During World War II, General Electric first coined the phrase “value engineering” to denote cost-effectiveness through the use of alternative designs, materials, or innovative practices. They probably did not expect that it would someday be used as justification for “de-value” engi- neering. Unfortunately, that is what is happening in our industry, right under the noses of quality manufacturers—and at the expense of the uninformed, unsuspecting end user and the well-intentioned designer or installer.
Now with the economic slowdown, the problem has the potential to get even worse. In light of recent testing conducted by the Communications Cable and Connectivity Association (CCCA; www.cccassoc.org) and documented in a previous issue of this publication, it's time for the industry to take action. (See “CCCA cautions: Don't always believe the jacket,” February 2009, p. 32.)
Over the past five years especially, the increasing number of Asian producers, coupled with the amount of global trade, has allowed more offshore-manufactured products to make their way into North America than ever before. The CCCA estimates that more than 6 billion feet of Category 5e and 6 cables are now being sold in North America annually. While not every offshore manufacturer is failing us, some are cutting corners and cost by deploying inadequate methods and quality assurance, which results in inferior products entering the supply chain and flooding the market.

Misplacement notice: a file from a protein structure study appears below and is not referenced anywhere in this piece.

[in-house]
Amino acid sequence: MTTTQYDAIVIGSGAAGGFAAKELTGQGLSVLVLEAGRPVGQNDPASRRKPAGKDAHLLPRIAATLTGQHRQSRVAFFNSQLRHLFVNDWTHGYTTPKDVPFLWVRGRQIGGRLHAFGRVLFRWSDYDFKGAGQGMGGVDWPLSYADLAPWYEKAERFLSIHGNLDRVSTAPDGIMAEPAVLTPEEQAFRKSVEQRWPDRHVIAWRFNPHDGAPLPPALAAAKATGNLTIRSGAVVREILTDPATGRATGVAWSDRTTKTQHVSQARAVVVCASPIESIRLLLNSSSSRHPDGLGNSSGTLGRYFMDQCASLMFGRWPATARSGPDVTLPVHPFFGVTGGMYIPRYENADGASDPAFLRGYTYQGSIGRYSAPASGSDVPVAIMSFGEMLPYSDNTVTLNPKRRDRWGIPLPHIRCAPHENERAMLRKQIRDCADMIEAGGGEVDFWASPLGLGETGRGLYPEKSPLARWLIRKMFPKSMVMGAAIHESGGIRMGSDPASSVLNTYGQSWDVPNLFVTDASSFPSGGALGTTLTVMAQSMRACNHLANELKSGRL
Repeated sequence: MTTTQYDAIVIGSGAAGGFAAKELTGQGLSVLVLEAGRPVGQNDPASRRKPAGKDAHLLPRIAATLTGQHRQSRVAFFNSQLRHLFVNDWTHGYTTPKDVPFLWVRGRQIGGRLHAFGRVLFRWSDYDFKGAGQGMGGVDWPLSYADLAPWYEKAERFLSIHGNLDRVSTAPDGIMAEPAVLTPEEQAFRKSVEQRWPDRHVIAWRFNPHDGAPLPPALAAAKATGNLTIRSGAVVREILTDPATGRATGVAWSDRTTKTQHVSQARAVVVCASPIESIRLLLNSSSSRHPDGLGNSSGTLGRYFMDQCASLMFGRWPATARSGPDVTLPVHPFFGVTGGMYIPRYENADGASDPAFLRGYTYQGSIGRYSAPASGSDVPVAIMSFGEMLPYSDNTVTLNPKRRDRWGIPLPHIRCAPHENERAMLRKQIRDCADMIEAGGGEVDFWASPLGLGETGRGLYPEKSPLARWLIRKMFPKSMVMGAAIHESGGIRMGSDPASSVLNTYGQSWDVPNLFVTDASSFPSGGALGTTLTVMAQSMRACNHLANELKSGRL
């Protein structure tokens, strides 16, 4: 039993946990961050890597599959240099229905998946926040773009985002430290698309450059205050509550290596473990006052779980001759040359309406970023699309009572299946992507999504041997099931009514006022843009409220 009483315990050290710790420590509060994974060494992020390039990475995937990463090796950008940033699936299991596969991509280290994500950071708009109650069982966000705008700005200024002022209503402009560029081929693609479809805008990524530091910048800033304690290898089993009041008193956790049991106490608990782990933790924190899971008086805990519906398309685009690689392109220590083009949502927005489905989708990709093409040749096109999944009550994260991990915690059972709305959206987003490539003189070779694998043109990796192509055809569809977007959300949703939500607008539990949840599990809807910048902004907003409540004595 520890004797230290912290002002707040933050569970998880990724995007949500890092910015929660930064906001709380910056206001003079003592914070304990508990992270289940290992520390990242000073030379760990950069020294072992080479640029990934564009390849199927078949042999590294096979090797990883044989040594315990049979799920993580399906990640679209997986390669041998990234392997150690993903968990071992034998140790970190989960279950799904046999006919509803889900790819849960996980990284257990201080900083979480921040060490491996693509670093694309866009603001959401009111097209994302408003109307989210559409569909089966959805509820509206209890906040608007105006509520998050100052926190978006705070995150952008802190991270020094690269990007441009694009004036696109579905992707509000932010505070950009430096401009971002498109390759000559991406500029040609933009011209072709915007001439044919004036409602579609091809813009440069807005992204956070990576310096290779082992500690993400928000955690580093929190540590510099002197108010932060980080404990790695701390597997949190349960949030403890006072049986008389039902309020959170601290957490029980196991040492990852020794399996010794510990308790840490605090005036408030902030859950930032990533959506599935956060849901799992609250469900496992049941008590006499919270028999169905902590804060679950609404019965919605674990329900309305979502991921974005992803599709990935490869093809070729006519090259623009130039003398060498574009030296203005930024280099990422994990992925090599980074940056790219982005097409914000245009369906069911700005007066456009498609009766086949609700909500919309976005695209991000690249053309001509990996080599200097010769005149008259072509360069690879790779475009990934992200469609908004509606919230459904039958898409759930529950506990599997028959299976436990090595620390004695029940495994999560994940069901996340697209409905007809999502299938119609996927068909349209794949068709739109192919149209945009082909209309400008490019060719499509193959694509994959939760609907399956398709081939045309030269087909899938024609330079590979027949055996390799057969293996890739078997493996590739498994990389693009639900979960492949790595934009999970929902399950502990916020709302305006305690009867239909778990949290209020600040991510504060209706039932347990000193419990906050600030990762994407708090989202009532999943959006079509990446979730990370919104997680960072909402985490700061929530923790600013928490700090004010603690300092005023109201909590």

Recent scares in the general consumer market over such items as pet food, pharmaceuticals, and toys have shed much light on the problem. If cabling-system end users believe offshore manufacturers are not cutting the same corners when they produce cable and connectivity components, they need to think again.
“Many of the offshore cabling products are marked as ETL- or UL-verified, but what these producers have done is to send in a ‘golden' sample for testing and certification,” explains Rob Wessels, president of research-and-development and engineering for CommScope (www.commscope.com). “There's no way for an end user to know the fire safety of these products, and many are taking for granted that the producer is actually making them to the same specifications as the samples that were tested and certified. While some offshore producers have inadequate processes that prevent their products from meeting standards, evidence shows that many others are very aware of what they're doing and [are] blatantly cheating by making substitutions and cutting corners.”
Companies in North America that are willing to purchase and install these components ultimately cause them to be behind the walls of uninformed and unsuspecting end users. Some of these willing participants have well-recognized names and are certified to install systems from reputable industry manufacturers. In some cases, these installation contractors are bidding on projects under the pretense of those certifications, then once they have gotten a foot in the door with the end user, are offering these alternative, in- ferior products as equals.